Now or later?
I also realized that getting a PhD right away made sense for me, because I knew what I wanted to research at least roughly. As my co-op continued, I kept thinking of related questions and new things I wanted to work on related to it. I had a rough project idea and I was capable of writing a research proposal – my only challenge was narrowing so it sounded small enough – not deciding between conflicting ideas. This level of clarity is admittedly due to hindsight, I realize now, that I’m four years into the program that if I hadn’t been certain about a problem to work on, I wouldn’t have been successful. At the time, a part of my decision was, “if I want one, it makes sense to just stay in school all at once, I won’t want to be poor again later”. I don’t really recommend that being your only reason, but it can be a factor.
Honestly, I’m much more certain of my decision and able to articulate why it was right for me now, years later. When I started grad school, the fact that most people who had careers I thought I might want had a PhD was the main reason I was comfortable with my choice. Now, however, I actually understand what a PhD is a lot more and I’m still happy with my choice. It was totally OK that I wasn’t sure what it was, it wasn’t important to know everything before I started, but some things might have made the choice easier, had I known them in advance.
A PhD is training as a researcher – it makes you an independent scholar – even as a fresh PhD you lead the technical direction of projects. A PhD gives you the authority to make definitive statements and the training to properly discern them. I chose to get a PhD, because I knew that in industry or academia the jobs I wanted required one, at least that’s when I settled down with the ideas and began writing down that I wanted a PhD and told my recommenders that that’s what I was applying for so that I could get the recommendations I needed for my grad school applications. In reality, I’m excited to be getting my PhD because it lets me work on really hard problems- even the ones where we don’t know if there’s an answer in flexible, general ways. It gives me a lot of freedom to think about what I’m working on and how. I have to deliver, but there’s more flexibility in what the format of the deliverables I create than in many jobs. As an engineer, the fact that the primary medium is writing is sometimes a little painful, but I like the challenge; if something’s easy I get bored.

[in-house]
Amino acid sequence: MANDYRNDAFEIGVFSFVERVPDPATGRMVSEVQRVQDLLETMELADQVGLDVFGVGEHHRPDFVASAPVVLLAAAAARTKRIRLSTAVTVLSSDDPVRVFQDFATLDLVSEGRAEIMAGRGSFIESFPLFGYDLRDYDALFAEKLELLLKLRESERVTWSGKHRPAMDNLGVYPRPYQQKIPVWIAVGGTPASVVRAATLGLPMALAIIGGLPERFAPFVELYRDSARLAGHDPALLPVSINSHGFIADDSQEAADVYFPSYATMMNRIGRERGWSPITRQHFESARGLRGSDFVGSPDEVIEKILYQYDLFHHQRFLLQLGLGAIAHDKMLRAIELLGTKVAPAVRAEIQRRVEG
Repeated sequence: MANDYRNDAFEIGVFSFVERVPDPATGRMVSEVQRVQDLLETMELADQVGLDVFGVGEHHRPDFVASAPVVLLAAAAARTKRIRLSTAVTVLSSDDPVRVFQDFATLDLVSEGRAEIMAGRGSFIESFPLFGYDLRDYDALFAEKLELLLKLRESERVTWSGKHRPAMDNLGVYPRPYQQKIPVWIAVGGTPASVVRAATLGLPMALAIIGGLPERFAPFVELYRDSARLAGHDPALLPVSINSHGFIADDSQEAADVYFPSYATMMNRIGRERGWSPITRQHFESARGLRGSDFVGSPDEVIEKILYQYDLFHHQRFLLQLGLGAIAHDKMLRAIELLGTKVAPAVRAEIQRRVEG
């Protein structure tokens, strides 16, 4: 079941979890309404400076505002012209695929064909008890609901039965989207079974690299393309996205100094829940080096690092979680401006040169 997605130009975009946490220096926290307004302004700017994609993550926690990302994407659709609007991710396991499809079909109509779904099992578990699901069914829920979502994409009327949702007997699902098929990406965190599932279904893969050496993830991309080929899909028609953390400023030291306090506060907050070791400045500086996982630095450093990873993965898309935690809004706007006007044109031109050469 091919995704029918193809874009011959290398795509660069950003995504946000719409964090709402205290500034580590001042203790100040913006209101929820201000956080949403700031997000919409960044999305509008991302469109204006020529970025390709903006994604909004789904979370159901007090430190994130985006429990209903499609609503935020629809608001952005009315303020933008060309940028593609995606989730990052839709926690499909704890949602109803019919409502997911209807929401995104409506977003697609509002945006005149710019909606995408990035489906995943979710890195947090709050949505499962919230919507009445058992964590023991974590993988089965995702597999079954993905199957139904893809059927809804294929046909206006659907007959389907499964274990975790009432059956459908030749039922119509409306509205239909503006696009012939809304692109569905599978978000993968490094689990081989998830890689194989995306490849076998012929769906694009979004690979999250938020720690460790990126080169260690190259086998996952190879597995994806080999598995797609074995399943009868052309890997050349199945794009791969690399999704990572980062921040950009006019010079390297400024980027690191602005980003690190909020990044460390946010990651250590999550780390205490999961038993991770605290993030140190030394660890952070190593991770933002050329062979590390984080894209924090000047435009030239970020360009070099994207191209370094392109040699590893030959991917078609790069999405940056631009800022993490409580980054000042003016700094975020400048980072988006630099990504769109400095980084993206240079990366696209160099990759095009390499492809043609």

As I continued to think more and more about what I wanted to do, and why I wanted a PhD, and I learned more about what the PhD meant. I realized I probably could have decided I wanted a PhD and to be a professor in the summer after my first year of undergrad. I spent that summer doing research in a Research Experience for Undergraduates Program and serving as a Teaching Assistant for a summer pre-calculus program on campus. I enjoyed that a lot, but it took a few years for me to realized that it meant I should pursue an academic career. The idea of being a professor was pretty foreign to me, going to college and moving (even if only an hour away) was different than either of my parents had done. Explaining to family that I wanted to spend even more time in school, and then “just” be a professor was (and has remained, in some cases) hard. Most people don’t know that a professor’s job is largely research or they only see the negative side of that in professors who are uninterested in the classroom or that engineering faculty aren’t underpaid as severely as k-12 teachers.
Tips for you
If you’re spending the fall on co-op, or if you still have contacts at your previous jobs, think about who you met that has a job you want someday and look at their educational path(LinkedIn is great for this). Ask them if they think that was the best way or if another way might have been better. You need to figure out the right path for you, but getting as many examples and anecdotes as possible can help you figure out what the options are or that things you thought weren’t possible actually were.
A master’s gives you more depth and specialization, a PhD involves learning everything there is to know about a subject and then creating more knowledge. What topic would you pick? Getting into the program you want matters more at the graduate level different specializations are often available in fewer locations. If you’re not sure about the strength of your application, a MS first before a PhD or even working for a year or two (in a related area) can help strengthen your application. Work won’t erase bad grades, but will give you more to put in the other components of the application.
Some questions to help you get started:
- What degree?
- What, if any, advanced degrees do people (10+ years into career) with careers you admire have? Examples are helpful in making decisions, but not the rule.
- What do people in professional positions you admire recommend as an educational path? Some people think the way they did it was harder and will advise an easier way.
- Now or later?
- Do you know what you want to research? If not, working can help you figure it out.
- Are you proud of your current academic standing? If not, some work experience can strengthen your application.